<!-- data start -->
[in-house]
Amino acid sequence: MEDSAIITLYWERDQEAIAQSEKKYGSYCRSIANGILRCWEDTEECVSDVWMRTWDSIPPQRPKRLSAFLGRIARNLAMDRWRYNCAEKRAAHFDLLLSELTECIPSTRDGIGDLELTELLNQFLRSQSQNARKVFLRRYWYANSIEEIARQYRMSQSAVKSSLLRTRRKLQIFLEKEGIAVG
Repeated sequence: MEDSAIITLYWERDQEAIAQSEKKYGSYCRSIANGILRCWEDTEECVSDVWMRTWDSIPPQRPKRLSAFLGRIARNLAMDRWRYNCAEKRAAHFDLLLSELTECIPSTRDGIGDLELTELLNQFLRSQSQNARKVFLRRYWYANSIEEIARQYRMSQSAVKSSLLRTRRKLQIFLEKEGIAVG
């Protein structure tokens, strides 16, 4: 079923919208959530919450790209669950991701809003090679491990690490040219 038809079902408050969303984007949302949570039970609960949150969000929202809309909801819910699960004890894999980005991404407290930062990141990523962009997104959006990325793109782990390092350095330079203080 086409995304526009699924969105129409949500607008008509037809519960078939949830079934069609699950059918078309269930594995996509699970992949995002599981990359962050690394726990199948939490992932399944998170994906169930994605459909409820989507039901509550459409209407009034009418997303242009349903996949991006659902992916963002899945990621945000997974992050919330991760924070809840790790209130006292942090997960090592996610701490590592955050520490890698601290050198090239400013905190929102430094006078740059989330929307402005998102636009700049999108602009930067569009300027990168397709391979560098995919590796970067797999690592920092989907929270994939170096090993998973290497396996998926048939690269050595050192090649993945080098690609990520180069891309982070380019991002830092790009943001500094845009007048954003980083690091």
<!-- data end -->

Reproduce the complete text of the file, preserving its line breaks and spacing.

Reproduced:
[in-house]
Amino acid sequence: MEDSAIITLYWERDQEAIAQSEKKYGSYCRSIANGILRCWEDTEECVSDVWMRTWDSIPPQRPKRLSAFLGRIARNLAMDRWRYNCAEKRAAHFDLLLSELTECIPSTRDGIGDLELTELLNQFLRSQSQNARKVFLRRYWYANSIEEIARQYRMSQSAVKSSLLRTRRKLQIFLEKEGIAVG
Repeated sequence: MEDSAIITLYWERDQEAIAQSEKKYGSYCRSIANGILRCWEDTEECVSDVWMRTWDSIPPQRPKRLSAFLGRIARNLAMDRWRYNCAEKRAAHFDLLLSELTECIPSTRDGIGDLELTELLNQFLRSQSQNARKVFLRRYWYANSIEEIARQYRMSQSAVKSSLLRTRRKLQIFLEKEGIAVG
């Protein structure tokens, strides 16, 4: 079923919208959530919450790209669950991701809003090679491990690490040219 038809079902408050969303984007949302949570039970609960949150969000929202809309909801819910699960004890894999980005991404407290930062990141990523962009997104959006990325793109782990390092350095330079203080 086409995304526009699924969105129409949500607008008509037809519960078939949830079934069609699950059918078309269930594995996509699970992949995002599981990359962050690394726990199948939490992932399944998170994906169930994605459909409820989507039901509550459409209407009034009418997303242009349903996949991006659902992916963002899945990621945000997974992050919330991760924070809840790790209130006292942090997960090592996610701490590592955050520490890698601290050198090239400013905190929102430094006078740059989330929307402005998102636009700049999108602009930067569009300027990168397709391979560098995919590796970067797999690592920092989907929270994939170096090993998973290497396996998926048939690269050595050192090649993945080098690609990520180069891309982070380019991002830092790009943001500094845009007048954003980083690091």